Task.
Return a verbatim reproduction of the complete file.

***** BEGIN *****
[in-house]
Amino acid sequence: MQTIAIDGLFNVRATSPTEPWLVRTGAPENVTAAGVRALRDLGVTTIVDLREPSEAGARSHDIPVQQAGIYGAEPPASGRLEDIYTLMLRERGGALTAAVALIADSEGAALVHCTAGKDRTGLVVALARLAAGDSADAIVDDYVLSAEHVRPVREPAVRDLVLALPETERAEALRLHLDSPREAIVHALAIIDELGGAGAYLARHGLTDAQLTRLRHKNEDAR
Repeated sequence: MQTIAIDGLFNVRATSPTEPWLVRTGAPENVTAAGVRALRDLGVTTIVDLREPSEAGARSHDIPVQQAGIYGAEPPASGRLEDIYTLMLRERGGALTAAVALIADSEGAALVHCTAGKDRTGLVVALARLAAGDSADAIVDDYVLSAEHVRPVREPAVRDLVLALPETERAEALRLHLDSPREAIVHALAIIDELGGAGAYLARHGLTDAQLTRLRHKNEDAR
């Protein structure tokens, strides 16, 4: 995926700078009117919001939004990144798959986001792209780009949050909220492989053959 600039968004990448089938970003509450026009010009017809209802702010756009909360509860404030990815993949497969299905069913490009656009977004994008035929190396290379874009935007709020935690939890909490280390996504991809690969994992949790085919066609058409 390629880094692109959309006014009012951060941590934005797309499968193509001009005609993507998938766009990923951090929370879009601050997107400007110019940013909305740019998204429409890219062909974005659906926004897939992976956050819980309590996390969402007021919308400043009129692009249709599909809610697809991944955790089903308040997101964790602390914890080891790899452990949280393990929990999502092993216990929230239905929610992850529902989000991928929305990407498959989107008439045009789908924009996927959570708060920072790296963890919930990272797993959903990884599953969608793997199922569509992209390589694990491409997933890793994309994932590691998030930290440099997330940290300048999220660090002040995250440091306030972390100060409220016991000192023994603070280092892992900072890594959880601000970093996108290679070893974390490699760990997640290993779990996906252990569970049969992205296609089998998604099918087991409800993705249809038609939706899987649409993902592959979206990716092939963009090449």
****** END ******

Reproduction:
[in-house]
Amino acid sequence: MQTIAIDGLFNVRATSPTEPWLVRTGAPENVTAAGVRALRDLGVTTIVDLREPSEAGARSHDIPVQQAGIYGAEPPASGRLEDIYTLMLRERGGALTAAVALIADSEGAALVHCTAGKDRTGLVVALARLAAGDSADAIVDDYVLSAEHVRPVREPAVRDLVLALPETERAEALRLHLDSPREAIVHALAIIDELGGAGAYLARHGLTDAQLTRLRHKNEDAR
Repeated sequence: MQTIAIDGLFNVRATSPTEPWLVRTGAPENVTAAGVRALRDLGVTTIVDLREPSEAGARSHDIPVQQAGIYGAEPPASGRLEDIYTLMLRERGGALTAAVALIADSEGAALVHCTAGKDRTGLVVALARLAAGDSADAIVDDYVLSAEHVRPVREPAVRDLVLALPETERAEALRLHLDSPREAIVHALAIIDELGGAGAYLARHGLTDAQLTRLRHKNEDAR
């Protein structure tokens, strides 16, 4: 995926700078009117919001939004990144798959986001792209780009949050909220492989053959 600039968004990448089938970003509450026009010009017809209802702010756009909360509860404030990815993949497969299905069913490009656009977004994008035929190396290379874009935007709020935690939890909490280390996504991809690969994992949790085919066609058409 390629880094692109959309006014009012951060941590934005797309499968193509001009005609993507998938766009990923951090929370879009601050997107400007110019940013909305740019998204429409890219062909974005659906926004897939992976956050819980309590996390969402007021919308400043009129692009249709599909809610697809991944955790089903308040997101964790602390914890080891790899452990949280393990929990999502092993216990929230239905929610992850529902989000991928929305990407498959989107008439045009789908924009996927959570708060920072790296963890919930990272797993959903990884599953969608793997199922569509992209390589694990491409997933890793994309994932590691998030930290440099997330940290300048999220660090002040995250440091306030972390100060409220016991000192023994603070280092892992900072890594959880601000970093996108290679070893974390490699760990997640290993779990996906252990569970049969992205296609089998998604099918087991409800993705249809038609939706899987649409993902592959979206990716092939963009090449």